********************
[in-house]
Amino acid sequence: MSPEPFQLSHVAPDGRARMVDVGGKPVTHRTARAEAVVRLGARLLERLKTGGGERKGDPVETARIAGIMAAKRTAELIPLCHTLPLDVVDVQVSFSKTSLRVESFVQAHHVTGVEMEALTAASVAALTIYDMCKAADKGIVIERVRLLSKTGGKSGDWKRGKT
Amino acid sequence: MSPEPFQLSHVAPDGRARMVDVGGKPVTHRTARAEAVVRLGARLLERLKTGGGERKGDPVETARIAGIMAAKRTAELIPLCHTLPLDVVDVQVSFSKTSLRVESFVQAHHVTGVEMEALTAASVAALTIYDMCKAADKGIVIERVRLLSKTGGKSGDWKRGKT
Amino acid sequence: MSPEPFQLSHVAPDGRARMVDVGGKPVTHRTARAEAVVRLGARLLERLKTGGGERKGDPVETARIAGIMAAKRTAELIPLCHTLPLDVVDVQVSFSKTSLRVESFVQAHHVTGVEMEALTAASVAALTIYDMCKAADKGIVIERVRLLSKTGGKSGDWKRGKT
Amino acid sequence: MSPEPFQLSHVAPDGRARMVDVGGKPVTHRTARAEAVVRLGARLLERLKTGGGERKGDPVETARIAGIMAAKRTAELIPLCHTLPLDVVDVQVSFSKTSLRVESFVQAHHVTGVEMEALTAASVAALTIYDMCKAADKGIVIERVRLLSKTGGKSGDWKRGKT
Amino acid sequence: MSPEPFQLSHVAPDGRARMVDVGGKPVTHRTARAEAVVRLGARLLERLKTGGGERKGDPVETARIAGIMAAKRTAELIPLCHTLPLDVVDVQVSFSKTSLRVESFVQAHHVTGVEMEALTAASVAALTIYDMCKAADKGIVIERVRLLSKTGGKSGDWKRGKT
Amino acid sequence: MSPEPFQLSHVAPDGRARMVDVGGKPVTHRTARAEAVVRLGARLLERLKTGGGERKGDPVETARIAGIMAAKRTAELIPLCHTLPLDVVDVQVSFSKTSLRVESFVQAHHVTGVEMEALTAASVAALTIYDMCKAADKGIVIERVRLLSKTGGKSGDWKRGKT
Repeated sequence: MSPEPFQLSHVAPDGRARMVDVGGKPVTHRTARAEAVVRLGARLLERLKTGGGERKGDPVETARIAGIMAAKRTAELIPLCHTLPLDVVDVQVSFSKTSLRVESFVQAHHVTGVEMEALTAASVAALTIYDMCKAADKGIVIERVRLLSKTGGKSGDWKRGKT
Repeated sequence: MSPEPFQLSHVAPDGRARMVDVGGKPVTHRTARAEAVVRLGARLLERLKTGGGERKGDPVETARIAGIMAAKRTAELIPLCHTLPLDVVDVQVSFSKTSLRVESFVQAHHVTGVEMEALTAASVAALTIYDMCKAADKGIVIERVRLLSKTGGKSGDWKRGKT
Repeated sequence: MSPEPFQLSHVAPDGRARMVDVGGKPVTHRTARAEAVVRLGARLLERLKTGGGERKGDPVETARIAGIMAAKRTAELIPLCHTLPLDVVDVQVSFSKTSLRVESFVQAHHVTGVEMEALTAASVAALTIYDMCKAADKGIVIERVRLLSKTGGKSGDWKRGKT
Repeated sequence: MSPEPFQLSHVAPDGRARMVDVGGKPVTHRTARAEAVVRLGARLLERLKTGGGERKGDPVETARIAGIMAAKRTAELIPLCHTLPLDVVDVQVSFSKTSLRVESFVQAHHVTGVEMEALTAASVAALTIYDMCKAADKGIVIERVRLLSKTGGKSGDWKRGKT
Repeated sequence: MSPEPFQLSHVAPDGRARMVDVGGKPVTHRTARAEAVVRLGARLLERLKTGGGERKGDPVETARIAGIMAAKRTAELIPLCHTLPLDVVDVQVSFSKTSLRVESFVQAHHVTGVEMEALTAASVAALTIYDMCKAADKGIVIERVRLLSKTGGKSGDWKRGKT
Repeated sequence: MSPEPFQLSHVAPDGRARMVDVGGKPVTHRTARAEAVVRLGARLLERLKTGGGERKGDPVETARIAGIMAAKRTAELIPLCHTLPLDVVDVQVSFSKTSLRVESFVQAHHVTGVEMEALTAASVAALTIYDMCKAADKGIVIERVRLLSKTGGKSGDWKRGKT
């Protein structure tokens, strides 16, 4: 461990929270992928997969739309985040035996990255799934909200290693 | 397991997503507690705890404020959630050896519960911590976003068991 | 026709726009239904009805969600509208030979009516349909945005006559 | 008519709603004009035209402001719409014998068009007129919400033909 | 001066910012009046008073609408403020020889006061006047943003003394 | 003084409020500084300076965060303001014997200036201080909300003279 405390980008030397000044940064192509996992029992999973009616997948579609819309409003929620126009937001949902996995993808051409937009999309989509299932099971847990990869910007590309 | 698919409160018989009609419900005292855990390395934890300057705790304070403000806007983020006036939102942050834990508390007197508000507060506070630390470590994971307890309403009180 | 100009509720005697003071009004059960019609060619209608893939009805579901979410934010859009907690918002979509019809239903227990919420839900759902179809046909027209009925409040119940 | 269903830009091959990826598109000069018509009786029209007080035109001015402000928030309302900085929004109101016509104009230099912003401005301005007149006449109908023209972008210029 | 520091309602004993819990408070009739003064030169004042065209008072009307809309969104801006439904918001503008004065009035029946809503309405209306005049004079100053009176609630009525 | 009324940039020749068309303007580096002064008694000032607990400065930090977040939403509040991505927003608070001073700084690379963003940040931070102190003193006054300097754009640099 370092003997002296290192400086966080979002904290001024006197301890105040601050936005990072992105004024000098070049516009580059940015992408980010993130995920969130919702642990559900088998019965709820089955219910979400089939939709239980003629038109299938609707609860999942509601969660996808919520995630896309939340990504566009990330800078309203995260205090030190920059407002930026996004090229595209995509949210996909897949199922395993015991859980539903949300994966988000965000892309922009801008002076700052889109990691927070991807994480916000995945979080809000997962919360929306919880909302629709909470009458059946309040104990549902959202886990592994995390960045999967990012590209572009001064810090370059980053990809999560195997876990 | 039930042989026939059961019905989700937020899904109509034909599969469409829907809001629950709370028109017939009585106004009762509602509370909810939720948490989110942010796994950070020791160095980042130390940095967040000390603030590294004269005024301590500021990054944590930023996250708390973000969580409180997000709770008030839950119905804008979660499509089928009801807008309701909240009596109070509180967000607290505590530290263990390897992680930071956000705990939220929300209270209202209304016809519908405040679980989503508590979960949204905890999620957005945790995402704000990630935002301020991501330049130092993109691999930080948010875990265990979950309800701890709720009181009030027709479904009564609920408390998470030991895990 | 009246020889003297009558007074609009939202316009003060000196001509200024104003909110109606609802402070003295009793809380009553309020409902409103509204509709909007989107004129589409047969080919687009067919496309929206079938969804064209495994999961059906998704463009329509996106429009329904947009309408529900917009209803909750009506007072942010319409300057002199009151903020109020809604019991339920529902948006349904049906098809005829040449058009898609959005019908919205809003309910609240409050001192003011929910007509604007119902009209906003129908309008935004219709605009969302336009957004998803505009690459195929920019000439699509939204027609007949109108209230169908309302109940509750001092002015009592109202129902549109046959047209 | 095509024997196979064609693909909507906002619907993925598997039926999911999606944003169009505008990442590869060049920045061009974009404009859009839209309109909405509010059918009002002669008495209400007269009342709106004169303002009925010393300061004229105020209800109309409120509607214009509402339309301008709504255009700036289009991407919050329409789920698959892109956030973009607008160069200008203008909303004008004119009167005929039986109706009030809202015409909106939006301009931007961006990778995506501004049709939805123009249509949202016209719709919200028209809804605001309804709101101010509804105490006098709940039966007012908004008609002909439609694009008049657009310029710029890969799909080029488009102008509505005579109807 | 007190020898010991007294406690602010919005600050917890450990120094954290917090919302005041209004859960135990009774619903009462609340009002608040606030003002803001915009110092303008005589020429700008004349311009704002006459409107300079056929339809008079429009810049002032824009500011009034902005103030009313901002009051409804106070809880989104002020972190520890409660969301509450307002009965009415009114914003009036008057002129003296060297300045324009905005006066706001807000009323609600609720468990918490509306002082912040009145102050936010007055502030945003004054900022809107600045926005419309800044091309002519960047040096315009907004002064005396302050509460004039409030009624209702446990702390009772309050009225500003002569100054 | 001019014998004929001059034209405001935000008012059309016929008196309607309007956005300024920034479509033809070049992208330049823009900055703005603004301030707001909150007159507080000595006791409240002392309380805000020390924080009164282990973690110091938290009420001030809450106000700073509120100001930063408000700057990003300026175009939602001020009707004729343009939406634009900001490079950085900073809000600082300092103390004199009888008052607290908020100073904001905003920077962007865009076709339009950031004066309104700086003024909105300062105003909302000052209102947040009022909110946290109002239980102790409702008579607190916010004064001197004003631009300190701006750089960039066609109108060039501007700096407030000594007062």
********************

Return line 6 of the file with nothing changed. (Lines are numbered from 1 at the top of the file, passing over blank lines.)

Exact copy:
Amino acid sequence: MSPEPFQLSHVAPDGRARMVDVGGKPVTHRTARAEAVVRLGARLLERLKTGGGERKGDPVETARIAGIMAAKRTAELIPLCHTLPLDVVDVQVSFSKTSLRVESFVQAHHVTGVEMEALTAASVAALTIYDMCKAADKGIVIERVRLLSKTGGKSGDWKRGKT